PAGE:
• FDA, Center for Food Safety and Applied Nutrition, Office of Premarket Approval, EAFUS: A food additive database. Website: vm.cfsan.fda.gov/~dms/eafus.html (Accessed 23 February 2006).
  • Hagiwara H, Seki T, Ariga T. The effect of pre-germinated brown rice intake on blood glucose and PAI-1 levels in streptozotocin-induced diabetic rats. Biosci Biotechnol Biochem 2004;68:444-7. View abstract.
  • Katayama M, Sugie S, Yoshimi N, et al. Preventive effect of fermented brown rice and rice bran on diethylnitrosoamine and phenobarbital-induced hepatocarcinogenesis in male F344 rats. Oncol Rep 2003;10:875-80. View abstract.
  • Madar Z. Effect of brown rice and soybean dietary fiber on the control of glucose and lipid metabolism in diabetic rats. Am J Clin Nutr 1983;38:388-93. View abstract.
  • Miller JB, Pang E, Bramall L. Rice: a high or low glycemic index food? Am J Clin Nutr 1992;56:1034-6. View abstract.
  • Nakayama T, Nagai Y, Uehara Y, et al. Eating glutinous brown rice twice a day for 8 weeks improves glycemic control in Japanese patients with diabetes mellitus. Nutr Diabetes. 2017;7(5):e273. View abstract.
  • Oh CH, Oh SH. Effects of germinated brown rice extracts with enhanced levels of GABA on cancer cell proliferation and apoptosis. J Med Food 2004;7:19-23. View abstract.
  • Oh SH, Soh JR, Cha YS. Germinated brown rice extract shows a nutraceutical effect in the recovery of chronic alcohol-related symptoms. J Med Food 2003;6:115-21. View abstract.
  • Oh SH. Stimulation of gamma-aminobutyric acid synthesis activity in brown rice by a chitosan/glutamic acid germination solution and calcium/calmodulin. J Biochem Mol Biol 2003;36:319-25. View abstract.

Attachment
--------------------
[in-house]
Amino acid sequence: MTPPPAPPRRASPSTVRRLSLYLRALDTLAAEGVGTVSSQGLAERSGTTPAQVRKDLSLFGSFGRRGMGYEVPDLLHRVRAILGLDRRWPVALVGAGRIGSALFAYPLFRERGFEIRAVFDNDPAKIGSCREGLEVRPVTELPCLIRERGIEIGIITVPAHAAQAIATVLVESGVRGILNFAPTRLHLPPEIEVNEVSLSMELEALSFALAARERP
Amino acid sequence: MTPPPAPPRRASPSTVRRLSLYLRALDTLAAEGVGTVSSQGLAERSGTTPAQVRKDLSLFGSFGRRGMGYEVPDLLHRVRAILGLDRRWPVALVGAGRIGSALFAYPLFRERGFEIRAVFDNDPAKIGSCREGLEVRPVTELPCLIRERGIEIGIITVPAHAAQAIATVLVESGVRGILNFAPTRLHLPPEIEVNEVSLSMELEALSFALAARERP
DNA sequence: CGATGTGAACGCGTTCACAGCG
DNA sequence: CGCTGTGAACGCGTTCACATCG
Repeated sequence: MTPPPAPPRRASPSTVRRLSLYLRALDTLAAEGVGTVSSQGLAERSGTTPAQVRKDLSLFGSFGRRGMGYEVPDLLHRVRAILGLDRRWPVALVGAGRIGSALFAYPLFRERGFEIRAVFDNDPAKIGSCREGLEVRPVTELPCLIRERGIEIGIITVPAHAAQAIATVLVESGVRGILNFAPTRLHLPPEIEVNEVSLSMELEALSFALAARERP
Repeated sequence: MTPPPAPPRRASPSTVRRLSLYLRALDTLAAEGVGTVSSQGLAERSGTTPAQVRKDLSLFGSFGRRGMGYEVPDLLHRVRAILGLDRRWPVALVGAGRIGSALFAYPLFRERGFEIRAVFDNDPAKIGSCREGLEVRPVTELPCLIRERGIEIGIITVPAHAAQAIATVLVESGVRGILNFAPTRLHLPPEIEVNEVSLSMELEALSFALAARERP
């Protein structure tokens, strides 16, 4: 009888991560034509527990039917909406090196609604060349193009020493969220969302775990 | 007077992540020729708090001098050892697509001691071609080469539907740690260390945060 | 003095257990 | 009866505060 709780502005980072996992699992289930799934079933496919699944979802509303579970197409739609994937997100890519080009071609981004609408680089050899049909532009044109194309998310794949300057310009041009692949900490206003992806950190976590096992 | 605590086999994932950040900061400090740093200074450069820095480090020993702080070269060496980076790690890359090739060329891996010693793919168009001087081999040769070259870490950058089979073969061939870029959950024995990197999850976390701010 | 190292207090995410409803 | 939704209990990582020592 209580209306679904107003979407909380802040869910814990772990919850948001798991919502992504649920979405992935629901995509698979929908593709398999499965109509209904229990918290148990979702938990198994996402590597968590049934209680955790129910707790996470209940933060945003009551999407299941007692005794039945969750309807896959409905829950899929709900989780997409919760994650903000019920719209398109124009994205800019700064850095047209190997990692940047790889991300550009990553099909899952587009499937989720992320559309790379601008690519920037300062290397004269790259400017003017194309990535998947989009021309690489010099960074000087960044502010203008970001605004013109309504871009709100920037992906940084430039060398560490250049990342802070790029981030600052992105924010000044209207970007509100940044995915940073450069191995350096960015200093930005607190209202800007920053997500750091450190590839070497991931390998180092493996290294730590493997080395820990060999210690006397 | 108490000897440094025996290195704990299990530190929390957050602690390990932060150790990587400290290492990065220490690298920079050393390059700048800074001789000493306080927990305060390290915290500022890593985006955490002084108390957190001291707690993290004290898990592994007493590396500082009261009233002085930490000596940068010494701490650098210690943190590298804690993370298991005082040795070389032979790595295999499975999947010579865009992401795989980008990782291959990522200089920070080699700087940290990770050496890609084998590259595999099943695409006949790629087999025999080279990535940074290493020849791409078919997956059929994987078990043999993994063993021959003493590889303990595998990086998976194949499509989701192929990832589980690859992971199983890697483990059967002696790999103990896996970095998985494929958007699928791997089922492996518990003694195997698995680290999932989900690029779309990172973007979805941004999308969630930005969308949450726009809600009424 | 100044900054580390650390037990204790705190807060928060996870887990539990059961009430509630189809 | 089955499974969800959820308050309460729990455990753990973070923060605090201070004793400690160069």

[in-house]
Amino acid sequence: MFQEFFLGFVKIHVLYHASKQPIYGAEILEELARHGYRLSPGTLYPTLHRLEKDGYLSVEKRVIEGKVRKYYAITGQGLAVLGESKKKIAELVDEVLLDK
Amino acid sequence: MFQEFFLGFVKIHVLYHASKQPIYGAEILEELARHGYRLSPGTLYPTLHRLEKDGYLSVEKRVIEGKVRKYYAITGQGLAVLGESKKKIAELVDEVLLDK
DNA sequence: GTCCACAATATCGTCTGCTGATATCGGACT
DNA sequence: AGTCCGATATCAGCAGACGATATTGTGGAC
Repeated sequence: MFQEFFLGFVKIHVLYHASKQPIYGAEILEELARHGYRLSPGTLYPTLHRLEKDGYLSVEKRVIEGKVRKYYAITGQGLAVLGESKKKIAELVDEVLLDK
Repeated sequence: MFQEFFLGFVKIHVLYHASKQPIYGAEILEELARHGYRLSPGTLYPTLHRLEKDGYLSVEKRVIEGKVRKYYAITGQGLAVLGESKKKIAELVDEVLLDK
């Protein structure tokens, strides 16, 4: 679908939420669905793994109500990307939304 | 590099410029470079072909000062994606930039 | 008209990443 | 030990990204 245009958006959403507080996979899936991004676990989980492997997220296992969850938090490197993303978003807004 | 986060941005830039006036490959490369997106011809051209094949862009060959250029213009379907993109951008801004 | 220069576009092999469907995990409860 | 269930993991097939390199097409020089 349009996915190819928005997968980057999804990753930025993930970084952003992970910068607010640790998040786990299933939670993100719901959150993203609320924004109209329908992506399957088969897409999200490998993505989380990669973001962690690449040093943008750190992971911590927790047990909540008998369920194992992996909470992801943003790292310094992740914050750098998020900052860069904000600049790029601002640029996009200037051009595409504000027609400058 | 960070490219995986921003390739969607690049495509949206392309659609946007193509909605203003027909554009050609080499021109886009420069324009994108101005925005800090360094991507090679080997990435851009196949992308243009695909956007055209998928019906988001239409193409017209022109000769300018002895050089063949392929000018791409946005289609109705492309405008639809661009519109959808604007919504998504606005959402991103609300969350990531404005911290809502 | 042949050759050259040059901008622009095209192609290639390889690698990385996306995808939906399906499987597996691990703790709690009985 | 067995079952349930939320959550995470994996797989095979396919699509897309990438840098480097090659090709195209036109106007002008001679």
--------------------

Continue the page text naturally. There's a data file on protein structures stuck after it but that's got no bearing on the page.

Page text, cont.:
• Shimabukuro M, Higa M, Kinjo R, et al. Effects of the brown rice diet on visceral obesity and endothelial function: the BRAVO study. Br J Nutr. 2014;111(2):310-20. View abstract.
  • Terashima Y, Nagai Y, Kato H, Ohta A, Tanaka Y. Eating glutinous brown rice for one day improves glycemic control in Japanese patients with type 2 diabetes assessed by continuous glucose monitoring. Asia Pac J Clin Nutr. 2017;26(3):421-426. View abstract.
  • Zhang G, Pan A, Zong G, et al. Substituting white rice with brown rice for 16 weeks does not substantially affect metabolic risk factors in middle-aged Chinese men and women with diabetes or a high risk for diabetes. J Nutr. 2011;141(9):1685-90. View abstract.

Vitamins Survey

Have you ever purchased BROWN RICE?

Did you or will you purchase this product in-store or online?

Where did you or where do you plan to purchase this product?

Where did you or where do you plan to purchase this product?

What factors influenced or will influence your purchase? (check all that apply)

Vitamins Survey

Where did you or where do you plan to purchase this product?

Do you buy vitamins online or instore?

What factors are most important to you? (check all that apply)

This survey is being conducted by the WebMD marketing sciences department.Read More

More Resources for BROWN RICE

CONDITIONS OF USE AND IMPORTANT INFORMATION: This information is meant to supplement, not replace advice from your doctor or healthcare provider and is not meant to cover all possible uses, precautions, interactions or adverse effects. This information may not fit your specific health circumstances. Never delay or disregard seeking professional medical advice from your doctor or other qualified health care provider because of something you have read on WebMD. You should always speak with your doctor or health care professional before you start, stop, or change any prescribed part of your health care plan or treatment and to determine what course of therapy is right for you.

This copyrighted material is provided by Natural Medicines Comprehensive Database Consumer Version. Information from this source is evidence-based and objective, and without commercial influence. For professional medical information on natural medicines, see Natural Medicines Comprehensive Database Professional Version.
© Therapeutic Research Faculty .